Record type: Thesis (Doctoral)

Abstract

This study aims to describe the living and informal care circumstances of older people in an area of rural South Africa severely affected by HIV, and examine how those circumstances may influence the physical health, emotional well-being and survival of older people. Using longitudinal surveillance and cross-sectional survey data this thesis is built around four separate but related papers. Specific study objectives were to: 1) investigate household living arrangements and informal care (financial, physical or emotional assistance) by or towards older people in rural South Africa; 2) describe the self-reported health and emotional well-being status of older people by HIV status; and 3) examine the association between self-reported health, emotional well-being and informal care and mortality in older people.

Surveillance data for 2005-2010 showed living arrangements remained stable, with over 85% of older people aged 60 years and above living in multi-generational households; over this period employment rates in both older and young people declined, but government grants receipt increased. Being co-resident with own children, household structure and size were important determinants of whether financial support flowed downward (from older to younger) or upward (from young to older person); while peer support (from one older person to another) was rare. Adjusting for age, marital status, education, place of residency and household socio-economic status, exchanges of financial resources in the study population are most likely to be downward or at best reciprocal (bidirectional with young people). Of the cross-sectional study participants (n=422) aged 50+, over 60% were care-givers (provided help with activities of daily living) to at least one adult (18-49 years) or child (below 18 years); around 84% (n=356) of older people were care-receivers; of whom over 92% (n=329) were receiving assistance with fetching water. Spouse, adult child, and grandchildren were the main sources of physical or emotional care for care-recipients. As expected health deteriorated with advancing age and women were less likely to be in good health. Further, care-giving was associated with improved functional ability but decreased emotional well-being. HIV-infected older participants reported better functional ability, quality of life and overall health state than HIV-affected (had an HIV-infected or HIV-related death of adult child) study participants. These differentials in health and well-being were also evident in mortality patterns over three years of follow-up. Mortality was higher among non-care-givers than in care-givers, in older people with poor self-rated health and in participants who had experienced a major depressive episode.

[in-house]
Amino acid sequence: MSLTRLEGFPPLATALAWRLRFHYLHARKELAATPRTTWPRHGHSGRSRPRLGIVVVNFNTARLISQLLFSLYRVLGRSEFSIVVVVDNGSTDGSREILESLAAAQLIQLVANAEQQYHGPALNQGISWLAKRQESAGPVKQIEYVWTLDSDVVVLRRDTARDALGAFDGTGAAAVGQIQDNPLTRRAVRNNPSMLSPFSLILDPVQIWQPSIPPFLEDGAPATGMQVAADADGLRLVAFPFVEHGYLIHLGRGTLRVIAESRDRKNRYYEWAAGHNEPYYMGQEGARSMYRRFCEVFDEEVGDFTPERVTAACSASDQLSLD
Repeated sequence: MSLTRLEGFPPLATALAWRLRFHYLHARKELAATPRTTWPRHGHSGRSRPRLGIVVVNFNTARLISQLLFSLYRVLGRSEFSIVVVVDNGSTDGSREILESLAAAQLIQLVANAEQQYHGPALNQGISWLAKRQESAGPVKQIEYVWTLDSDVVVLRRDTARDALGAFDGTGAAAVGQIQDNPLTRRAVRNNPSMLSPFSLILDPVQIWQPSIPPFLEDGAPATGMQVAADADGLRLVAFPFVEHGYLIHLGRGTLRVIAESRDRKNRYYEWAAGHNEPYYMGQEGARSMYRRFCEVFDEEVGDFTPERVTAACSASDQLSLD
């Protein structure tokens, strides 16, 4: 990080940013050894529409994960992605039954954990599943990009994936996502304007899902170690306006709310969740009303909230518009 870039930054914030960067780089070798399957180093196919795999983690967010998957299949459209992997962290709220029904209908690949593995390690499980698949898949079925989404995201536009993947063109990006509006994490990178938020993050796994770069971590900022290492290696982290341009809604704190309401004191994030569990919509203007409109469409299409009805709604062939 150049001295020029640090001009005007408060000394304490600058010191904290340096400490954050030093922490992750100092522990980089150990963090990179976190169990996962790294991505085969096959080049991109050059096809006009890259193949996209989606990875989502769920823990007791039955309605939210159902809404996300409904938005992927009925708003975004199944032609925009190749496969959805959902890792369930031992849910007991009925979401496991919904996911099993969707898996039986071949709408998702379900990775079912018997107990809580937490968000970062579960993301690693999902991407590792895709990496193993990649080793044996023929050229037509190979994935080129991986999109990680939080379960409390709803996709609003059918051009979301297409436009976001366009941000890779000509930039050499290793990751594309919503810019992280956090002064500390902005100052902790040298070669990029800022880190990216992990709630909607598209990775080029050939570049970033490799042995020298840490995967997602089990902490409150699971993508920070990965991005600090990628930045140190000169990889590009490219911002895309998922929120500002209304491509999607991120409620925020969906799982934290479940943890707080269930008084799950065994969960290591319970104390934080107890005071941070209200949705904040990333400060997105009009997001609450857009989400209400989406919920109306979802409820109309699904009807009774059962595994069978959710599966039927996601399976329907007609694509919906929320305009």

Findings suggest there is an intricate relationship between living arrangements, informal care and health, emotional well-being and survival of older people in severely HIV-affected settings. More crucially, with the considerable resources devoted to HIV Care and Treatment programmes, uninfected older persons may be highly vulnerable to poor health. A multifaceted intervention to improving older people’s health and well-being is urgently required.

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Published date: June 2014
Organisations: University of Southampton, Social Statistics & Demography

Identifiers

Local EPrints ID: 366476
URI: http://eprints.soton.ac.uk/id/eprint/366476
PURE UUID: adb91af1-e9ea-4368-aff2-e8f57afa4b2a
ORCID for Jane Falkingham: ORCID iD orcid.org/0000-0002-7135-5875
ORCID for Maria Evandrou: ORCID iD orcid.org/0000-0002-2115-9358

Catalogue record

Date deposited: 15 Oct 2014 11:29
Last modified: 27 Jan 2020 13:41

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Contributors

Author: Makandwe Nyirenda
Thesis advisor: Jane Falkingham ORCID iD
Thesis advisor: Maria Evandrou ORCID iD